This study in the New England Journal of Medicine is going to change how we treat spontaneous pneumothorax. If you haven’t read it, you should.
(Disclaimer: the lead author, Dr Simon Brown is a colleague of mine at the Royal Hobart Hospital. He is bigger than me and knows where I live. Hmmmm….)
By way of background, there are conflicting guidelines regarding the treatment of primary spontaneous pneumothorax. The Americans are quite aggressive with intervention, the British less so. Any time you see such variation, it usually means there is no high-quality evidence to inform practice.
Fortunately, we now have that evidence.
The Primary Spontaneous Pneumothorax (PSP) trial was a prospective randomised open-label non-inferiority study that enrolled 316 patients in 39 hospitals in Australia & New Zulund over 6 years.
They included stable patients between the ages of 14-50 with at least a 32% (sum of interpleural distance greater than 6cm) primary spontaneous pneumothorax.
Those randomised to “intervention” had a <12 French Seldinger style chest tube placed. They got a repeat chest x-ray in one hour. If the lung was re-expanded and there was no air leak, they clamped the tube. Another x-ray was taken 4 hours later. If all was fine, the tube was pulled and the patient discharged. If not, they got admitted.
The “conservative” arm was observed for 4 hours and a repeat chest x-ray was taken. If they did not require oxygen and they were walking around comfortably, they could be discharged. However, intervention could be allowed for if the patient had clinically significant symptoms despite adequate analgesia, couldn’t walk, unwilling to continue, became unstable or if the chest x-ray was getting worse.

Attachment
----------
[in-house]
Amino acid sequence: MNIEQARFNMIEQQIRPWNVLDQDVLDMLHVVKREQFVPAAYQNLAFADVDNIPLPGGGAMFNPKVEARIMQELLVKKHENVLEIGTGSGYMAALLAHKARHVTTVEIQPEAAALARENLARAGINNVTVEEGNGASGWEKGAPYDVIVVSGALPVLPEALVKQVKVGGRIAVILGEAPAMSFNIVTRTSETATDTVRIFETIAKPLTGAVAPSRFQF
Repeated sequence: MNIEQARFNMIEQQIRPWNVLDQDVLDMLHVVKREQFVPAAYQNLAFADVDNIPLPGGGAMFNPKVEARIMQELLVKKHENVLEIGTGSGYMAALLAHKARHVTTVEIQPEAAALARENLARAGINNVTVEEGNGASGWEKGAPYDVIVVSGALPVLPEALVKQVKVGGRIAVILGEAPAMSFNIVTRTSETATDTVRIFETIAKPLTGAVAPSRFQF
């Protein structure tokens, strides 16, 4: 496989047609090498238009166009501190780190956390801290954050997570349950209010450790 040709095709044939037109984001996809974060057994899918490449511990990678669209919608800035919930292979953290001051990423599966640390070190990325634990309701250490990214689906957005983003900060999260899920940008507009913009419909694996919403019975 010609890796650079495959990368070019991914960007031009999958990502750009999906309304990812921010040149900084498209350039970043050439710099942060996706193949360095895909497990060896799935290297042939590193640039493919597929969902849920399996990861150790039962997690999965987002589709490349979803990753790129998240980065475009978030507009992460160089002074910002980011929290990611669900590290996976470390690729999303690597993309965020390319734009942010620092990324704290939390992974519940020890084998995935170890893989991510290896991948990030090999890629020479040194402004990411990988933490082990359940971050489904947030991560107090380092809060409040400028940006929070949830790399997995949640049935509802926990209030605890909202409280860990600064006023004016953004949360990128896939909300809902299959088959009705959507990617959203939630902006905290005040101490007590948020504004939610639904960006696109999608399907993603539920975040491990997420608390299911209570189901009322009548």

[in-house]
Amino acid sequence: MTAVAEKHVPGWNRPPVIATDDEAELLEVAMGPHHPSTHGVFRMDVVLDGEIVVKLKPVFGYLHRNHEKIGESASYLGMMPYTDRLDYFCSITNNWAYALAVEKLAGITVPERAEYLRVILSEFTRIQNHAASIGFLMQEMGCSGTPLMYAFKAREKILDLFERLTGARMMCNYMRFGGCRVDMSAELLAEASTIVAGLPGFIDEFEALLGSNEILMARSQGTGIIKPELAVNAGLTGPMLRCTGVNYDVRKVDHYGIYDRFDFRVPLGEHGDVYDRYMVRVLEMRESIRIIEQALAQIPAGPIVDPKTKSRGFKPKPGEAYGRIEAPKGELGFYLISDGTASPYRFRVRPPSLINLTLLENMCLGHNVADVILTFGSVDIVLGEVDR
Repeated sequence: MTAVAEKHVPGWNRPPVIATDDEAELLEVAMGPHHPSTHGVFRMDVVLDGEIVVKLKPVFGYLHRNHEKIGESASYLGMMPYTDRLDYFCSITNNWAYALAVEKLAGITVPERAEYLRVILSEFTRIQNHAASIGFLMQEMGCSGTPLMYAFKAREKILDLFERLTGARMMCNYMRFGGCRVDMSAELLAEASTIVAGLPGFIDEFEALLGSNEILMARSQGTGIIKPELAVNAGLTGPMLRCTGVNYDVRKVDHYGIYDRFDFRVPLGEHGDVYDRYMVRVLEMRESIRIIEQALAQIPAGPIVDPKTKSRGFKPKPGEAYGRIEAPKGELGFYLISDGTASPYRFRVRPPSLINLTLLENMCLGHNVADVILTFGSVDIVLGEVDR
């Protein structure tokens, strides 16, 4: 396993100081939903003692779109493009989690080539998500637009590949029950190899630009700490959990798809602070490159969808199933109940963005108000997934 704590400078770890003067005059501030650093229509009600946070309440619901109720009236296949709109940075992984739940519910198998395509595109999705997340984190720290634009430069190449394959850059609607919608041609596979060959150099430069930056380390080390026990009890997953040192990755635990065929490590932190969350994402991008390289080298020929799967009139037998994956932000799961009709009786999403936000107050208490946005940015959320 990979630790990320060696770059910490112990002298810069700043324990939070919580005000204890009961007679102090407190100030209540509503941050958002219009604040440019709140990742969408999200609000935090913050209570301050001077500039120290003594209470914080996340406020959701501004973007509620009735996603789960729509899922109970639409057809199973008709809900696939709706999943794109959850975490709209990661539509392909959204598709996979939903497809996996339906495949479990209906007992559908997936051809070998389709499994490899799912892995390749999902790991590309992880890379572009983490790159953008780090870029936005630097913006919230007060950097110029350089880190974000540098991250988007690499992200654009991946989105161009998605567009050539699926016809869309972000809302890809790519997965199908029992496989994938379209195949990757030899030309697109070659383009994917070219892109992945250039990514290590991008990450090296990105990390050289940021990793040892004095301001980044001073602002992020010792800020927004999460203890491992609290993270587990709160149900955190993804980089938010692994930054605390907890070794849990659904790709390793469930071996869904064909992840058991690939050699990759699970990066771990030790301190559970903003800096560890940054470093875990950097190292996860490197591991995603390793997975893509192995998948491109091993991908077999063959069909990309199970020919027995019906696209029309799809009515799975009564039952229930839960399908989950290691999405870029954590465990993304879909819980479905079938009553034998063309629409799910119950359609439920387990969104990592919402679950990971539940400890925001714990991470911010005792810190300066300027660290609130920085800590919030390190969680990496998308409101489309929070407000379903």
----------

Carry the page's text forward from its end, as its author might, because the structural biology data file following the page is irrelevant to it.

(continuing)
The primary outcome was full lung expansion by 8 weeks. There were lots of arguably more important secondary outcomes.
As expected, patients were generally young, male and thin. Half were smokers.
Mean pneumothorax size was 65%! Holy crap… that’s big.
For the primary outcome, 98% of the intervention arm had full lung re-expansion at 8 weeks vs. 94% in the conservative arm. This was within their prespecified non-inferiority margin of -9% as such, this is a positive study.
However, even more impressive are the secondary outcomes in favour of a conservative approach.
85% of patients randomised to conservative management got no intervention. The intervention arm had many more adverse events (26% vs. 8%) mostly related to the chest tube. Mean time to resolution of symptoms was 15 days in both groups. Recurrent pneumothorax was double in the intervention arm; 16% vs. 8%.
Median hospital length of stay was 3.8 days in the intervention group compared to 0.2 in the conservative arm!
All of this is quite a good argument for us to change our practice.
For what it is worth, the manuscript goes into length regarding the limitations of loss to follow-up. Even going so far as to perform an analysis assuming all of them were treatment failures making this study “fragile.” While perhaps technically correct, I think this was overzealous peer review that was ultimately biased.
A 26-year-old male, who got no treatment and feels fine is probably less likely to follow up as directed. However, patients in the intervention arm (who got painful tubes and spent 4 days in hospital) were more likely to return for the 8-week visit.
What’s the take home point?
Looks like we’ll be doing less chest tubes in stable patients with primary spontaneous pneumothorax.
Bummer… I like putting in chest tubes.
Brown S.G.A, Ball E.L, Perrin K, Conservative versus Interventional Treatment for Spontaneous Pneumothorax. N Eng J Med. 2020;382:405-15. [link to article]